Quick Tyrannosaurus Facts
- This dinosaur had 60 razor sharp teeth
- The teeth on the Tyrannosaurus could be up to 9 inches long
- This dinosaur used its tail to maintain balance
- The Tyrannosaurus weighed as much as an Asian Elephant
- This dinosaur’s top speed was about 18 MPH—faster than humans!
Tyrannosaurus is a large, bipedal carnivore that lived approximately 66 to 68 million years ago during the late Cretaceous Period. It is considered to be one of the largest carnivorous dinosaurs to have ever walked the Earth and its very name means “tyrant lizard”. It was first discovered in 1902 by Barnum Brown. 3 years later, Henry Fairfield Osborn would give this dinosaur its now iconic name.
Tyrannosaurus is believed to be one of the most aggressive and fearsome dinosaurs to walk the planet. It stood approximately 20 feet tall, was about 40 feet long from head to tail and weighed approximately 7 tons. It is believed this dinosaur feasted on large herbivore dinosaurs such as triceratops and brontosaurus dinosaurs. The T- Rex—as it is commonly referred to—had an deadly bite. It had a minimum bite force of at least 12,000 pounds and could eat over 500 pounds of meat in one bite.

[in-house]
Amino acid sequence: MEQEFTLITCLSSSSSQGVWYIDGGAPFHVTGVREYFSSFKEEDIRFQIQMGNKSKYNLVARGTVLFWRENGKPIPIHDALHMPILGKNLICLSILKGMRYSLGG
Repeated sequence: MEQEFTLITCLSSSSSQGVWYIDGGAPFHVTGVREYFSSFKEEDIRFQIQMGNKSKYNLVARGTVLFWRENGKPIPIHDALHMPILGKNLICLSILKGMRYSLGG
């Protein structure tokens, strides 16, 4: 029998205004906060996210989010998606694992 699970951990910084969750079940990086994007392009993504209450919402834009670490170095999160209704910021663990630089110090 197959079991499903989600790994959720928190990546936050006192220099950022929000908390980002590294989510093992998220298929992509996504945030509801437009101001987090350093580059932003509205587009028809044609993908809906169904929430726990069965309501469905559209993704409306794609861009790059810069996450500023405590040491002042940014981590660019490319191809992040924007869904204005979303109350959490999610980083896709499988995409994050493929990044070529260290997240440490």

The T Rex is not only known for its size and aggressive nature, but is also known for its very tiny hands. Scientists don’t currently know how the Tyrannosaurus used its tiny arms or what purposes it served, but there are some theories floating around. One theory states that these animals used their arms to lift themselves off of the ground after they have been knocked down during battle. Another theory stipulates that these dinosaurs used their arms to tightly grab squirming prey so they could bite them. Considering the strength of these appendages, then this theory seems to be one of the most plausible.
At the time of this writing, an interesting fact is that only about 30 Tyrannosaurus skeletons have been found around the world. Most of them have been found in the Western portion of the United States (in Montana, Texas, Wyoming and Utah), but some have also been found in Alberta and Saskatchewan Canada, and in Mongolia.